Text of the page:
.

Listen: OK Go Write 'The Greatest Song I Ever Heard' for Morgan Spurlock's New Movie

L.A. rockers contribute song for film about advertising and product placement

April 4, 2011 11:15 AM ET
Listen: OK Go Write 'The Greatest Song I Ever Heard' for Morgan Spurlock's New Movie

Click to listen to OK Go's "The Greatest Song I Ever Heard"

For his forthcoming documentary POM Wonderful Presents: The Greatest Movie Ever Sold (and yes, that's a sponsor in the title), Morgan Spurlock wanted a theme song – something anthemic, something mid-tempo, something that could actually be called the greatest song ever sold. He turned to OK Go, asking them during an interview for the documentary.

"The official offer came on camera," bassist/vocalist Tim Nordwind tells Rolling Stone. "It's kind of a blur, but we more or less made up our minds that we wanted to do it."

The Secrets Behind OK Go's Latest Viral Video

After Spurlock told Nordwind and singer/guitarist Damian Kulash that he wanted something like "This Too Shall Pass" from the band's third album Of the Blue Colour of the Sky, they came up with a couple of treatments and demo'd a few songs. The winner was the "The Greatest Song I Ever Heard," which references Bob Dylan's plugged-in appearance at the 1965 Newport Folk Festival and mid-period Beatles.

"I think Damian was really smart to do it that way," Nordwind says, "because it's more about someone freaking out about the greatest song, rather than trying to be the greatest song."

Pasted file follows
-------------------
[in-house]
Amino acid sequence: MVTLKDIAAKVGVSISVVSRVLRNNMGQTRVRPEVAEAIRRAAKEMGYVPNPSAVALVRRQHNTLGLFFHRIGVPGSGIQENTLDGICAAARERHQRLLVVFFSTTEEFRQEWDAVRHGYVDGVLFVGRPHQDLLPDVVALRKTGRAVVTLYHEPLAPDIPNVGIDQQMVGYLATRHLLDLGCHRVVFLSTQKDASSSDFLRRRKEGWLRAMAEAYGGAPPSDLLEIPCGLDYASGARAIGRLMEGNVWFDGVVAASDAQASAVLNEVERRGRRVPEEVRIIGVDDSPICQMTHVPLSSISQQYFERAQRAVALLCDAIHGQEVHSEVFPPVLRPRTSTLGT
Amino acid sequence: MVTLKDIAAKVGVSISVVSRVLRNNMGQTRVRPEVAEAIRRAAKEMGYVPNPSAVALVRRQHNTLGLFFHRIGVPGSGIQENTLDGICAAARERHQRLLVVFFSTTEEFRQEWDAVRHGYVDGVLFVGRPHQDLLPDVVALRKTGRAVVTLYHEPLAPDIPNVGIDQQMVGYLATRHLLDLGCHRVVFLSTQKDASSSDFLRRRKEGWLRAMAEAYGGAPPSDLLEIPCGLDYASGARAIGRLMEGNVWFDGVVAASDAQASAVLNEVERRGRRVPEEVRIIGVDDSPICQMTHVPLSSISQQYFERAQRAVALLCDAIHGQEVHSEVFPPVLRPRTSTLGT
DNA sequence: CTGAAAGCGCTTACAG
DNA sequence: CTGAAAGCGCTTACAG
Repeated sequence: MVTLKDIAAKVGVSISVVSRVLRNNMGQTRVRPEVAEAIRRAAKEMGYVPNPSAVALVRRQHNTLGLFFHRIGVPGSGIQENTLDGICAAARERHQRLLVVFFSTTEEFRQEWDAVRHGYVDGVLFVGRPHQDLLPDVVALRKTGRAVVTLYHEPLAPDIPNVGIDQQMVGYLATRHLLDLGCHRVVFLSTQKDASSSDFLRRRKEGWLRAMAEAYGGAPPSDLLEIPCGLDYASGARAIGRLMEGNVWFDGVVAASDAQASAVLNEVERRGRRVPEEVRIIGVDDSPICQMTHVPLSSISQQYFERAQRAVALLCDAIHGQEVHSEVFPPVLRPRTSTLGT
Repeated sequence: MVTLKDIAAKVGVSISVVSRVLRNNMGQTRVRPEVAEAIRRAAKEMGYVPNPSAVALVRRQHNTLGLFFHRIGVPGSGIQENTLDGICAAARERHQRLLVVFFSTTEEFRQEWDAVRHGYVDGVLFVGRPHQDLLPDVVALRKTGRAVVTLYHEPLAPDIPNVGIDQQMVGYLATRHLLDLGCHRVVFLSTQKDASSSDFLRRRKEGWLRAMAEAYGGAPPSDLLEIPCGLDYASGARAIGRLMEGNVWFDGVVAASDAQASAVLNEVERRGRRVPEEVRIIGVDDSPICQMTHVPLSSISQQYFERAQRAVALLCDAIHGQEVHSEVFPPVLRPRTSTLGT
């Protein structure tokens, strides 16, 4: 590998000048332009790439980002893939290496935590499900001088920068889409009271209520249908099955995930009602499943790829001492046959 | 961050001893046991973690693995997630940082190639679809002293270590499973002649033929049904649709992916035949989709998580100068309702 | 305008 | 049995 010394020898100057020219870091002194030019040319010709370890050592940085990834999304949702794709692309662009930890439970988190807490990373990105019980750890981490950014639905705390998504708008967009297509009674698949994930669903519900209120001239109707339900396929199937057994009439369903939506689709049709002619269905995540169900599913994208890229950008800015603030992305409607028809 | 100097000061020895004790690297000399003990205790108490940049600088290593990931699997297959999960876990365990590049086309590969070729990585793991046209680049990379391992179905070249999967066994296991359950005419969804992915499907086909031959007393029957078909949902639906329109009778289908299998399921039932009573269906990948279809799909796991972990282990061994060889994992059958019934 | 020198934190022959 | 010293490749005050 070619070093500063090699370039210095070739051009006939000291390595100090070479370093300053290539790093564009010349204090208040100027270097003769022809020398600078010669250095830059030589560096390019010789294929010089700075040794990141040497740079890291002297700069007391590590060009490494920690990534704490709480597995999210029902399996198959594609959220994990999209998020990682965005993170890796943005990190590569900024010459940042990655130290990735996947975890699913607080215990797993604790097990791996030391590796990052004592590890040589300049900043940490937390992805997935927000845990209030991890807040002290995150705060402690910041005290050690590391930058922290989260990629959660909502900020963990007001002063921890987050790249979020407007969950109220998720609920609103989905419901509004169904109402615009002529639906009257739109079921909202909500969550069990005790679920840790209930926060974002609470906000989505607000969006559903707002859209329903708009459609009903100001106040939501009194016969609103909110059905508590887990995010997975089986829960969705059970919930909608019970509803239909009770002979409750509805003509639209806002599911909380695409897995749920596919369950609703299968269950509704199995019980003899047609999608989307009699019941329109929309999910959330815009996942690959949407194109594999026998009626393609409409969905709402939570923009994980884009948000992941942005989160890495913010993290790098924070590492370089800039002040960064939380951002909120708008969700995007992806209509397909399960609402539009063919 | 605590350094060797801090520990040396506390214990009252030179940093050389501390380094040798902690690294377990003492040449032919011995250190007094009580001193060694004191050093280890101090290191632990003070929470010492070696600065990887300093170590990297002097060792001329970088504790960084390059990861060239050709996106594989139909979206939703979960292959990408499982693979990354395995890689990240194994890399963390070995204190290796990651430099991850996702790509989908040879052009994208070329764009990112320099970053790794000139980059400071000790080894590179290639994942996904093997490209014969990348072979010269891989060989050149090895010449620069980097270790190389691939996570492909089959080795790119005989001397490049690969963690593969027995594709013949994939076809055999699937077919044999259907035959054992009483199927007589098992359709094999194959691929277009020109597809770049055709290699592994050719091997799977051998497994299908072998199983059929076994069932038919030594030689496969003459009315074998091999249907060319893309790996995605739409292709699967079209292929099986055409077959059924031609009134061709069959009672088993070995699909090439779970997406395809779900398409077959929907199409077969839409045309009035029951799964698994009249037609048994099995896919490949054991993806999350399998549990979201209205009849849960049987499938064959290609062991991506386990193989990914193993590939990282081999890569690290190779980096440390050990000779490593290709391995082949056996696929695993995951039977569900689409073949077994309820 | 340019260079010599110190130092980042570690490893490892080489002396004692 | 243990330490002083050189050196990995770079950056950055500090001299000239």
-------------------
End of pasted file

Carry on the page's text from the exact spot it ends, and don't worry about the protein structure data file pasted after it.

OK Go sat for the Spurlock interview while on tour in Colorado. The band prepped for the encounter by going to an arts and crafts store to make signs, medallions and glasses to wear on camera. The end result is that the band does a bit of marketing while doing an interview about, well, marketing – with Nordwind holding up a a copy of the band's latest album.

Photos: Random Notes

"We knew about the premise of the film, so we thought it would be kind of funny for me to be a walking billboard, so you could not fail to notice that it's OK Go," he says. "I thought maybe Morgan would shoot it down, but he was really into it."

So what's the next step for the band's marketing strategy? Coming up with an unforgettable music video – possibly with Spurlock as the director. "Morgan's general approach is really great, and really transparent," Nordwind says. "He has an idea, he wants to make it, and in this film, he wants someone to pay for it. And that's sort of the way we've worked over the years. We're always about finding a good, fun idea to work on, and figuring out its place in the world. It's a similar journey."

To read the new issue of Rolling Stone online, plus the entire RS archive: Click Here

prev
Music Main Next

blog comments powered by Disqus
Around the Web
Powered By ZergNet
Daily Newsletter

Get the latest RS news in your inbox.

Sign up to receive the Rolling Stone newsletter and special offers from RS and its
marketing partners.

X

We may use your e-mail address to send you the newsletter and offers that may interest you, on behalf of Rolling Stone and its partners. For more information please read our Privacy Policy.

Song Stories

“You Oughta Know”

Alanis Morissette | 1995

This blunt, bitter breakup song -- famous for its line "Would she go down on you in a theater?" -- was long rumored to be about Alanis Morissette getting dumped by Full House actor Dave Coulier. But while she never confirmed it was about him (Coulier himself says it is, however), she insisted the song wasn't all about scorn. "By no means is this record just a sexual, angry record," she told Rolling Stone. "The song wasn't written for the sake of revenge. It was written for the sake of release. I'm actually a pretty rational, calm person."

More Song Stories entries »
 
www.expandtheroom.com